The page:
MY COUSINS (LUDVIK FAMILY)


 

I had only two cousins on my father's side.

Violet Marie Holub was born on May 24s 1921 s She was the daughter of Joseph and Mayme (nee Ludvik) Holub. At the age of 12 she was found to have a very severe case of diabetes but lived for another 10 years. She married Robert Wallen on July 24, 1944 and after an acute case of appendicitis she died while being operated on, on November 18, 1944 being married only four months. She is buried in the Traer, Iowa cemetery.

Norman Joseph Holub, son of Joseph and Mayme (nee Ludvik) Holub, was born on June 4, 1931. He inherited the farm which his parents had and has added to it and improved it where it is now a very large operation. The Holub farm is located 15 miles south of Waterloo, Iowa. Their main crops are corn, soy beans and wheat and they raise black angus cattle. Norman's hobby is collecting old gasoline pumps and antique farm machinery. Norman married Wilma Sears on February 14, 1952. Their son Craig is not married and operates the farm with Norman. Their daughter Norma Jolene is married to Bryan Neubauer and they live in Waterloo, Iowa with their two children, Ashley Brianna and Nicole Arianna.
 

MY COUSINS (HLOUCAL FAMILY)


 

I had six cousins on my mother's side.

Two children were born to John and Elizabeth Hloucal. Vernon was born on February 2, 1933. He and his sister, Gloria, born May 15, 1939, live in Milwaukee, Wisconsin. All contact has been lost with this family and nothing is known of them.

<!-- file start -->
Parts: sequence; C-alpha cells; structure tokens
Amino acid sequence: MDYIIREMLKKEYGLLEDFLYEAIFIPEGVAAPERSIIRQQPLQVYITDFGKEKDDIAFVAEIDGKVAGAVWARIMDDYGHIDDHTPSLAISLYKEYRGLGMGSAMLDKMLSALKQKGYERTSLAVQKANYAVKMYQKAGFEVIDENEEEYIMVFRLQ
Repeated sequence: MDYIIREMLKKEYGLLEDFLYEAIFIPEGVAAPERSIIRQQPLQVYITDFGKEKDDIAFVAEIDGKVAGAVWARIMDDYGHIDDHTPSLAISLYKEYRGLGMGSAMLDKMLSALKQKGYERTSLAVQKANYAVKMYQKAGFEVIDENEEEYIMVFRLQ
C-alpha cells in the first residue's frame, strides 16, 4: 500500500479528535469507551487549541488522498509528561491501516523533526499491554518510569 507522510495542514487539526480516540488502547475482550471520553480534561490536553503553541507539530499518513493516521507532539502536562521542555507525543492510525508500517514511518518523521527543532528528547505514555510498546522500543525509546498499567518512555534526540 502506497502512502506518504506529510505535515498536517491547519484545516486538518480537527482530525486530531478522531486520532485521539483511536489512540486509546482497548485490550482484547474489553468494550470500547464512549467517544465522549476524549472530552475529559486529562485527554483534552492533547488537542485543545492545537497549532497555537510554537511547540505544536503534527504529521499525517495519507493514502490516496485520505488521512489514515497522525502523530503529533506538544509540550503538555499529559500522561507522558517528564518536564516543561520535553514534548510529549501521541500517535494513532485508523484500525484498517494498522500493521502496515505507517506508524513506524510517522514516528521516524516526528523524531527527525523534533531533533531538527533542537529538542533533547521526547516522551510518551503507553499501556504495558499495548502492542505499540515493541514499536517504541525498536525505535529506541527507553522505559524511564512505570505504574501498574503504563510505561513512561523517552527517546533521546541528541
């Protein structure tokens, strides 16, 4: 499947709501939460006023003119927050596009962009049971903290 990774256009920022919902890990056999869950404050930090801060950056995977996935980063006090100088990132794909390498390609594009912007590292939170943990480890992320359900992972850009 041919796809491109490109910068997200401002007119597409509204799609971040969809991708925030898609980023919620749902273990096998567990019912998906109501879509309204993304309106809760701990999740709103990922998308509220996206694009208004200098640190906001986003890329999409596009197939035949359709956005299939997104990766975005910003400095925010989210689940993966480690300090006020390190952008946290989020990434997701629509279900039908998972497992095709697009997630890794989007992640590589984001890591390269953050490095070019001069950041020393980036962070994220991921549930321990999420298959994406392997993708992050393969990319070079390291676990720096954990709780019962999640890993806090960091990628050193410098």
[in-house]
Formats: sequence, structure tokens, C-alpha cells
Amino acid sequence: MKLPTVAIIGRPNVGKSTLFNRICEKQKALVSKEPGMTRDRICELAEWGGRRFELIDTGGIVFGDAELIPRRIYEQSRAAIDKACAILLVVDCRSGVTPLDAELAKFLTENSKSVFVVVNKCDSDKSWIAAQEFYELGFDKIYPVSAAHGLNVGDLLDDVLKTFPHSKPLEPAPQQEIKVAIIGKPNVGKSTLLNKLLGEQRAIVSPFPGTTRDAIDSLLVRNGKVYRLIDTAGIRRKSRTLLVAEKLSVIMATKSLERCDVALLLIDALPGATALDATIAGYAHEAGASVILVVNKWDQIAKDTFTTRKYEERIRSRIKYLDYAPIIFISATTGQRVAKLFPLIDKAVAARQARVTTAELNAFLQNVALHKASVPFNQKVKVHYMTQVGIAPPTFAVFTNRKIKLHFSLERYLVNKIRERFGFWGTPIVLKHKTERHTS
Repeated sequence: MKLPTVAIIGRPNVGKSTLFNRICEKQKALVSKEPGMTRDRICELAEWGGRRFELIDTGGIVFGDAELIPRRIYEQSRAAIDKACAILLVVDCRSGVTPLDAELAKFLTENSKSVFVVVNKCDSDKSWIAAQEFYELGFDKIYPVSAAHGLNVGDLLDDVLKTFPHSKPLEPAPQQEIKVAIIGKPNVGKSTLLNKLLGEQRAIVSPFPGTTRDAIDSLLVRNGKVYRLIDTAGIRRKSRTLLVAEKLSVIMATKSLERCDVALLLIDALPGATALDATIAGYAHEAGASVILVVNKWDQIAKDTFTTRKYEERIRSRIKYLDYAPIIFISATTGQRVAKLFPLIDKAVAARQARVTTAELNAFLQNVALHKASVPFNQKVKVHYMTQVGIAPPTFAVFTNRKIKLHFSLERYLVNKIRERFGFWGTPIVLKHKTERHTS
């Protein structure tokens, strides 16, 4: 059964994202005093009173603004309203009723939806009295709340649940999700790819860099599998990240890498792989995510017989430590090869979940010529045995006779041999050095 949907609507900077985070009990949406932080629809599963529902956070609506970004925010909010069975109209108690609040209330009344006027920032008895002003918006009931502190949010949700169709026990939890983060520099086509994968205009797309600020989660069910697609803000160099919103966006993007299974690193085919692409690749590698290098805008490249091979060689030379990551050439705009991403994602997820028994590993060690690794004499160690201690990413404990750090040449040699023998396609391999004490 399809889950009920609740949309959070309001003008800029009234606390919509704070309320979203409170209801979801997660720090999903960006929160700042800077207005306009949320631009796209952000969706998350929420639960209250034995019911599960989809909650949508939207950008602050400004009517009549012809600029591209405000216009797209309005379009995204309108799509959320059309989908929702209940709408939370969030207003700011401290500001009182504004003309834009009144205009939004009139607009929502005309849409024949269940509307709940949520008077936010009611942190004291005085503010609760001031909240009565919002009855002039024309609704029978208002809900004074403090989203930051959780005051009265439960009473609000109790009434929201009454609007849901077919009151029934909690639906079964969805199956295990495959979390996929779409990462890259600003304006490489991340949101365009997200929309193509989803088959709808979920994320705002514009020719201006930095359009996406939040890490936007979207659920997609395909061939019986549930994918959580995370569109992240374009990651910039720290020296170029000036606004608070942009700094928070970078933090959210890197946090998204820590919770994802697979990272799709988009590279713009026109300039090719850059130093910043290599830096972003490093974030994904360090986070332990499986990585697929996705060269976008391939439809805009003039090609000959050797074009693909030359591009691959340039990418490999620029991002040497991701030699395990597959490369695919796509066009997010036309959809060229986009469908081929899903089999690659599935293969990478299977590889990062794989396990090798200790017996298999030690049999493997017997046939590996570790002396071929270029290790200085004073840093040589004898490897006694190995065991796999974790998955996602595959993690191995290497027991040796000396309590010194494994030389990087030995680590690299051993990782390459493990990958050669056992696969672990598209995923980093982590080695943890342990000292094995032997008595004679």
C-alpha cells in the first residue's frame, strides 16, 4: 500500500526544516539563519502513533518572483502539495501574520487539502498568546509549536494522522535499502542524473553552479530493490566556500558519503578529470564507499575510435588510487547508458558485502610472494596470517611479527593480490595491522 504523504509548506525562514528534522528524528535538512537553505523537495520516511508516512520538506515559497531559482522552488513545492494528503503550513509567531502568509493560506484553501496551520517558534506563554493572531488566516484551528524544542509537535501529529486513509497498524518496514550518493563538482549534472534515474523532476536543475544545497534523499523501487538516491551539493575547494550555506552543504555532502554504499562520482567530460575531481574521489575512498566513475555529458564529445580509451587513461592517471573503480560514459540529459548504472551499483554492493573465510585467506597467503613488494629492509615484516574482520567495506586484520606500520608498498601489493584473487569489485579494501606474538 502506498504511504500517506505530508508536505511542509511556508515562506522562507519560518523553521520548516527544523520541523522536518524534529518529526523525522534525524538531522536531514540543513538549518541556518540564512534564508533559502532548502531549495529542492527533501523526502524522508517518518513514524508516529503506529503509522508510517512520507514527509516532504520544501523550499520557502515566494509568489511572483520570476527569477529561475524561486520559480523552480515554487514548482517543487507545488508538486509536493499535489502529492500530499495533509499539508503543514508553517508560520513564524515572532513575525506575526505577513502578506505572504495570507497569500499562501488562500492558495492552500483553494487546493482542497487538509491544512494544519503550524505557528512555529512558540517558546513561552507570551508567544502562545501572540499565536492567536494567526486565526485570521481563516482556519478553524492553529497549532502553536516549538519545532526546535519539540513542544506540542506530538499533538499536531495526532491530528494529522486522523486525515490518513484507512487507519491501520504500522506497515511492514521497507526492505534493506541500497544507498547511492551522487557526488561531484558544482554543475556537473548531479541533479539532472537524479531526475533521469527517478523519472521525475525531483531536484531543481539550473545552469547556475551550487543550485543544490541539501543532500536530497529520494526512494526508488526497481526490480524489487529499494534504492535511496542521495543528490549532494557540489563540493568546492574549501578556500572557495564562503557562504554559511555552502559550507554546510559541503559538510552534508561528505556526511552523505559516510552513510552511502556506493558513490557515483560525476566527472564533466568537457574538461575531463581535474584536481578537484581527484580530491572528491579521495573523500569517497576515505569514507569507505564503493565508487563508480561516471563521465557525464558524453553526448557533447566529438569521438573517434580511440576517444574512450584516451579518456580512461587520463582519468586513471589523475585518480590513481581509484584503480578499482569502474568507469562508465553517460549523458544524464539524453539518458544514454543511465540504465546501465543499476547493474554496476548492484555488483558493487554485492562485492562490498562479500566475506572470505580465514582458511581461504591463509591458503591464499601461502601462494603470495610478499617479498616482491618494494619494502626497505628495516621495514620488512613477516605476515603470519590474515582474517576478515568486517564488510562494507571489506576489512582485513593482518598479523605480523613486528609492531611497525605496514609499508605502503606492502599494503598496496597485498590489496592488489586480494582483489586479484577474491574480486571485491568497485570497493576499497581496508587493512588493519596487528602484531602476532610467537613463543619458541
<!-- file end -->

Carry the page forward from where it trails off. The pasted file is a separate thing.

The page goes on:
William and Freda Hloucal had one son, Robert Wagner. He was born on September 1, 1926. He was married to Dolores Behnke on August 28, 1954. They had three daughters, one named Bonnie who died an infant, and Connie and Lorie who live somewhere in Wisconsin. Bob was a disc jockey for a radio station and to get a better job he moved his family from Wisconsin to Columbus, Ohio where he worked for a large radio station. Marital problems and depression took hold of his life and he ended his life by his own hand on July 14, 1964.

William and Bessie (nee Hloucal) Potter had three sons. Charles Boyd was born on October 22, 1925. He served in World War II in the Navy. After coming home from service he married Ruth Martinson on May 14, 1949 and one daughter, Arlene, was born to this union. Charles contracted polio and after only a very short illness died on September 22, 1952. He is buried at Memorial Park Cemetery in Evanston, Illinois. His widow and daughter moved from Chicago to Upper Michigan after his death. Arlene married Jerry Wanink on June 2, 1972 and they have two children, Daniel and Elizabeth.

Richard Owen was born to William and Bessie (nee Hloucal) Potter on May 14, 1928. He is married to Joyce Funk since July 18, 1958 and has two stepdaughters, Barbara and Marilyn. He and Joyce live in Melrose Park, Illinois where he works for a trucking firm.

William Eugene was born to William and Bessie (nee Hloucal) Potter on May 5, 1930. He married Marguerite (Peggy) Scripps on July 10, 1954 and they have two children. Their first child, a daughter named Lynnette, died at the early age of 18 months as the result of a drowning. The two living children are David and Jana. The Potters live in Grand Rapids, Michigan where Bill is in the real estate business.

Sequel


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August 25, 1998   e-mail to Harlan Hardie